Impact on fighter force structure

    In adopting the cork-puller concept, one must consider its impact on the capability of the total fighter force to conduct effective operations at higher levels of conflict. Because the A-10 requires a permissive air environment, its utility in the close air support role will decrease as the air environment becomes less permissive. Since we must be prepared to conduct effective tactical air operations at all levels of conflict, it is apparent that we cannot afford many A-10s in the tactical fighter force structure. For, with large numbers of A-l0s in the force, the overall capability of the total force to effectively conduct other tactical air operations would be reduced. (This assumes that the A-10 will be purchased in lieu of multipurpose fighters.) Yet, proper execution of the cork-puller concept will not require large numbers of A-10 aircraft. In view of the numerous cost advantages which will accrue in application of the concept, it is possible that the required A-10 force could be added to the fighter force without a significant increase in cost of total force operations.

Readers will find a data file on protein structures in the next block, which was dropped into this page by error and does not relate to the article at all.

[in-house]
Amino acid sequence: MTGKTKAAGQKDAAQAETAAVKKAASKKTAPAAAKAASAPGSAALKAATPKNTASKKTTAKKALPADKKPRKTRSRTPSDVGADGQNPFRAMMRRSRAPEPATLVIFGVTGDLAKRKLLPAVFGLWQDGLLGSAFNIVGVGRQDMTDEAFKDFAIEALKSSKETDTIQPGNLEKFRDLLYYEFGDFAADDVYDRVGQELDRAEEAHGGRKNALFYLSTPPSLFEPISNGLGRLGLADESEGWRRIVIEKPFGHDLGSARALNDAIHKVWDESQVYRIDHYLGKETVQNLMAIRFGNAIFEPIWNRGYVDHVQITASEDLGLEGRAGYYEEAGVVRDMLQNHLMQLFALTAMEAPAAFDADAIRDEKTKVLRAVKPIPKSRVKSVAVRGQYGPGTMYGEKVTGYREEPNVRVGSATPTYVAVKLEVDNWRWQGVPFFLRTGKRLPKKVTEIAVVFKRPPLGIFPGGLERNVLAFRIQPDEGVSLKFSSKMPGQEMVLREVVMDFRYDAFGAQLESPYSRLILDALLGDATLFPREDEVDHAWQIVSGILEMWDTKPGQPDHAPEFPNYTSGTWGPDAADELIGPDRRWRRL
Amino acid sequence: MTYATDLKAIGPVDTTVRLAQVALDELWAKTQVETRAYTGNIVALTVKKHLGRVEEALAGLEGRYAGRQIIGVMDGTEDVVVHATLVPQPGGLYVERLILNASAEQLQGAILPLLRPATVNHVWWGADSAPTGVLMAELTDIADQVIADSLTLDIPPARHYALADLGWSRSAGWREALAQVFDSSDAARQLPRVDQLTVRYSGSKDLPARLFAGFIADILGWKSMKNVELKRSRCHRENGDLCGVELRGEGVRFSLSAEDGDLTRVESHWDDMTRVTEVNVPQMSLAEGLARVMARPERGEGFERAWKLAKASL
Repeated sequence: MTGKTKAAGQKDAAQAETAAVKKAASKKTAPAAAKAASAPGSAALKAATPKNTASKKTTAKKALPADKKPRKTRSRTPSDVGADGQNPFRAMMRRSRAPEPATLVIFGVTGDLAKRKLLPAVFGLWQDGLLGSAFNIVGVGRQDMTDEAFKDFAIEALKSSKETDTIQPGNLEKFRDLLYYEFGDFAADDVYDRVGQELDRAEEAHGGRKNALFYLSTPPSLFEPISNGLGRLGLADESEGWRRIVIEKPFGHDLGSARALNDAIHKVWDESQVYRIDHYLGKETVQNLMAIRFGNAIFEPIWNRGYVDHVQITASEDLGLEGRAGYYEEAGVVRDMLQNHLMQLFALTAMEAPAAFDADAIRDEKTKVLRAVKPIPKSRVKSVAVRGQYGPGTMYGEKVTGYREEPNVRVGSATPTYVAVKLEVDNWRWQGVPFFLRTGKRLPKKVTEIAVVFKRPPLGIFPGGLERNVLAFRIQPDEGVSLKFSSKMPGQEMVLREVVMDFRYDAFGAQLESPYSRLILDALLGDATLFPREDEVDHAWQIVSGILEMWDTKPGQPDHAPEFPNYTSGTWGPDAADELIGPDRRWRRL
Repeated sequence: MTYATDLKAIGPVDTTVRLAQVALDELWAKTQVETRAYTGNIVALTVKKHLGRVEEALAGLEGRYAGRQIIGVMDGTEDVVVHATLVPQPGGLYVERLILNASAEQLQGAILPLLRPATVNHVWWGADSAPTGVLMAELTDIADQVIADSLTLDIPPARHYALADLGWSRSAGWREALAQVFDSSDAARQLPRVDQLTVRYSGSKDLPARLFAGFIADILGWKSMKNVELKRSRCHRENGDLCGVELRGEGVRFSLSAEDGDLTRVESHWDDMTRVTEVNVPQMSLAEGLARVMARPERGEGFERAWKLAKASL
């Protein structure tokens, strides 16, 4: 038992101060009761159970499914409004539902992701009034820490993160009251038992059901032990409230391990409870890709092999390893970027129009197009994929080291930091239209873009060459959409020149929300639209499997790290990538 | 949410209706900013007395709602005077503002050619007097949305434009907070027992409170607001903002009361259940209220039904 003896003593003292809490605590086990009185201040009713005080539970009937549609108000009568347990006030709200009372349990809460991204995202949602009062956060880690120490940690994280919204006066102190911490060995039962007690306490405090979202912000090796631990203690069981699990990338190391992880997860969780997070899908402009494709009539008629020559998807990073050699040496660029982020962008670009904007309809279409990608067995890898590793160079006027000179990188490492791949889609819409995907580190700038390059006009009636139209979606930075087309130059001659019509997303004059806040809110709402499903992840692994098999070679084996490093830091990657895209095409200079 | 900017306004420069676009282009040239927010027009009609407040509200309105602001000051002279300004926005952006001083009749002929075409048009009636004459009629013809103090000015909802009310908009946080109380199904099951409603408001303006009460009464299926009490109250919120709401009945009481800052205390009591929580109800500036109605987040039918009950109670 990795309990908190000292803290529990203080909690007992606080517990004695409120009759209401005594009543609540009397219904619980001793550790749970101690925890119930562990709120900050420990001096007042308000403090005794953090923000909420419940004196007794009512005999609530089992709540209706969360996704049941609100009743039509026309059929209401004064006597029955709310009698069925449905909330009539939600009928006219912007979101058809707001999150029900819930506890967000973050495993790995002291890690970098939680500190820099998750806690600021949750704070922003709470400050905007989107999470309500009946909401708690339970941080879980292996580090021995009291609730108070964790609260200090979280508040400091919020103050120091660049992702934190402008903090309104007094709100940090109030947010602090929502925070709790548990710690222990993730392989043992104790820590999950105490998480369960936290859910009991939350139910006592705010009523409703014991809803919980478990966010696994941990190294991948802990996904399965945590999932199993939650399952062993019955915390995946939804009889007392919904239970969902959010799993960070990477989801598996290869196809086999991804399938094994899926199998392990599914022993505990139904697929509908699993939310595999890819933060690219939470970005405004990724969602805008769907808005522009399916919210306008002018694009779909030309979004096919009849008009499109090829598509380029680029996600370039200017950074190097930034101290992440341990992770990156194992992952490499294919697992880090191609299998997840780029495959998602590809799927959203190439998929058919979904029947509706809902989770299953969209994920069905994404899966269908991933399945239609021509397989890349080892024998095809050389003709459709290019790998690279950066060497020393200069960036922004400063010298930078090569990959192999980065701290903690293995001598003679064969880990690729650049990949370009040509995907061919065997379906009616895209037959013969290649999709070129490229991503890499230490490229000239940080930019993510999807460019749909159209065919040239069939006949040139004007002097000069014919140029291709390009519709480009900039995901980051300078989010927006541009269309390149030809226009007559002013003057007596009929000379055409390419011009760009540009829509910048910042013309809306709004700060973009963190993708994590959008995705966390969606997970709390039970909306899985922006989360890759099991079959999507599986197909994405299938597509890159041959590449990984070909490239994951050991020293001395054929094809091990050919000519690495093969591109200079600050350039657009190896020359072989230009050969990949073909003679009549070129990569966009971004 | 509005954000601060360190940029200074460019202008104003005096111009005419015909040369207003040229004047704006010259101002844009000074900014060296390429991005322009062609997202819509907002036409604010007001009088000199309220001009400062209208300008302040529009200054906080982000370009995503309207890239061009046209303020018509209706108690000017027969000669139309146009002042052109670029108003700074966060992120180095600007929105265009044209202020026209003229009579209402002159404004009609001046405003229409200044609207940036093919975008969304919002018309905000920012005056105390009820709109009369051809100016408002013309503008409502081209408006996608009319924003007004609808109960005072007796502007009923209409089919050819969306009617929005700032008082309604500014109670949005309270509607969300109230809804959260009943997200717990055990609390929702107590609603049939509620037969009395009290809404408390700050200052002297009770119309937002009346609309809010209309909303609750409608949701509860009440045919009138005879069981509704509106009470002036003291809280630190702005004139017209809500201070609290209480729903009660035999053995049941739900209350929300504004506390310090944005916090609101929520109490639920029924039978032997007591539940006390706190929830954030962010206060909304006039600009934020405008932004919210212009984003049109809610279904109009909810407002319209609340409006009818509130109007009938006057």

Another consideration in regard to this concept is the lower utilization rates of the A-7/ F-4 forces. Under the concept, A-7/F-4 forces will operate primarily from a ground alert posture in response to “hot” targets, and it is quite possible that low sortie rates could result. This might cause pressures to build for an overall fighter force reduction on the basis that we have more multipurpose tactical fighters than we can efficiently utilize. But, in my opinion, efficient and effective fighter force utilization is not measured by the number of sorties flown or the number of bombs dropped; it is measured only by the number of enemy killed and supplies destroyed.

    The cork-puller concept represents my ideas on how a specialized close air support aircraft could be combined with our multipurpose fighters to enhance our ability to provide responsive and massive air firepower. I am in hopes that the concept will, at the very least, stimulate further thinking about the subject of close air support and how the Air Force can continue to improve its capability in this important role.

    Notes:

    (1) There have been times, as at Khe Sanh and A Shau, when the enemy has mounted a significant antiaircraft threat. However, these instances are exceptions to the general state of the environment.

    (2) The three-aircraft flight composition is typical for F-4 and F-100 operations in South Vietnam.

    (3) This is not to say that the A-10 would not operate from an MOB or, for that matter, from a field more austere than an FOB; e.g., a road segment. The area and location of potential and actual ground operations would be a primary consideration in positioning theater A-10 forces.